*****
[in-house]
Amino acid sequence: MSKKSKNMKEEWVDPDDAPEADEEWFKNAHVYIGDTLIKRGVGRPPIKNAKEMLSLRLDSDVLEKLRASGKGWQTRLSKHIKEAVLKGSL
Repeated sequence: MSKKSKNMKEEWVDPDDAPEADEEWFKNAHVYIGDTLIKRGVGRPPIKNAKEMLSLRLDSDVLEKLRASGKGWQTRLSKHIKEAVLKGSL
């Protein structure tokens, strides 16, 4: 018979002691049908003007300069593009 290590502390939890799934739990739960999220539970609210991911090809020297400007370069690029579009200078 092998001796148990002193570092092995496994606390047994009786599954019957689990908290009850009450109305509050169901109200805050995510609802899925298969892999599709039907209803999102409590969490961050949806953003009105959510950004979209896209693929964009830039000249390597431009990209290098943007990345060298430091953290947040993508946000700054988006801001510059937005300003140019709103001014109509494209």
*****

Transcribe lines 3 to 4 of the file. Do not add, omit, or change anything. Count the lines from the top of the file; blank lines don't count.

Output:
Repeated sequence: MSKKSKNMKEEWVDPDDAPEADEEWFKNAHVYIGDTLIKRGVGRPPIKNAKEMLSLRLDSDVLEKLRASGKGWQTRLSKHIKEAVLKGSL
């Protein structure tokens, strides 16, 4: 018979002691049908003007300069593009 290590502390939890799934739990739960999220539970609210991911090809020297400007370069690029579009200078 092998001796148990002193570092092995496994606390047994009786599954019957689990908290009850009450109305509050169901109200805050995510609802899925298969892999599709039907209803999102409590969490961050949806953003009105959510950004979209896209693929964009830039000249390597431009990209290098943007990345060298430091953290947040993508946000700054988006801001510059937005300003140019709103001014109509494209």